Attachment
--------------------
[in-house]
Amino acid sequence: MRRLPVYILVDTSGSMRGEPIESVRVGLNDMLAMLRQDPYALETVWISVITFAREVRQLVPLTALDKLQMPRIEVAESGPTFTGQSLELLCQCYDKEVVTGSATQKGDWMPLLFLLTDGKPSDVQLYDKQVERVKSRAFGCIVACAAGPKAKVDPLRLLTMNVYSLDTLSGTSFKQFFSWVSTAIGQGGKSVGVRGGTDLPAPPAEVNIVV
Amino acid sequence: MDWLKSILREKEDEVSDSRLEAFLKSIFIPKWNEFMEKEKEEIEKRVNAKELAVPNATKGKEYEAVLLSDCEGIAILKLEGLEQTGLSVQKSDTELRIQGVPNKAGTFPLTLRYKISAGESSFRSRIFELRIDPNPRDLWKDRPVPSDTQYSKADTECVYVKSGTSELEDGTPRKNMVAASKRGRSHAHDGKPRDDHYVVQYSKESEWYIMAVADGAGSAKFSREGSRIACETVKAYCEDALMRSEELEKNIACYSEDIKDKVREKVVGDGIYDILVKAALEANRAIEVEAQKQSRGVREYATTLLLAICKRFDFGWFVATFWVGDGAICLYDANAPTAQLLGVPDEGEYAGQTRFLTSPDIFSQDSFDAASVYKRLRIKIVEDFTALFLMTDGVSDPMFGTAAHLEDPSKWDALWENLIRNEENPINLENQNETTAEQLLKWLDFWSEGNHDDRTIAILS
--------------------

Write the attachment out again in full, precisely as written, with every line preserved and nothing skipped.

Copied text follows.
[in-house]
Amino acid sequence: MRRLPVYILVDTSGSMRGEPIESVRVGLNDMLAMLRQDPYALETVWISVITFAREVRQLVPLTALDKLQMPRIEVAESGPTFTGQSLELLCQCYDKEVVTGSATQKGDWMPLLFLLTDGKPSDVQLYDKQVERVKSRAFGCIVACAAGPKAKVDPLRLLTMNVYSLDTLSGTSFKQFFSWVSTAIGQGGKSVGVRGGTDLPAPPAEVNIVV
Amino acid sequence: MDWLKSILREKEDEVSDSRLEAFLKSIFIPKWNEFMEKEKEEIEKRVNAKELAVPNATKGKEYEAVLLSDCEGIAILKLEGLEQTGLSVQKSDTELRIQGVPNKAGTFPLTLRYKISAGESSFRSRIFELRIDPNPRDLWKDRPVPSDTQYSKADTECVYVKSGTSELEDGTPRKNMVAASKRGRSHAHDGKPRDDHYVVQYSKESEWYIMAVADGAGSAKFSREGSRIACETVKAYCEDALMRSEELEKNIACYSEDIKDKVREKVVGDGIYDILVKAALEANRAIEVEAQKQSRGVREYATTLLLAICKRFDFGWFVATFWVGDGAICLYDANAPTAQLLGVPDEGEYAGQTRFLTSPDIFSQDSFDAASVYKRLRIKIVEDFTALFLMTDGVSDPMFGTAAHLEDPSKWDALWENLIRNEENPINLENQNETTAEQLLKWLDFWSEGNHDDRTIAILS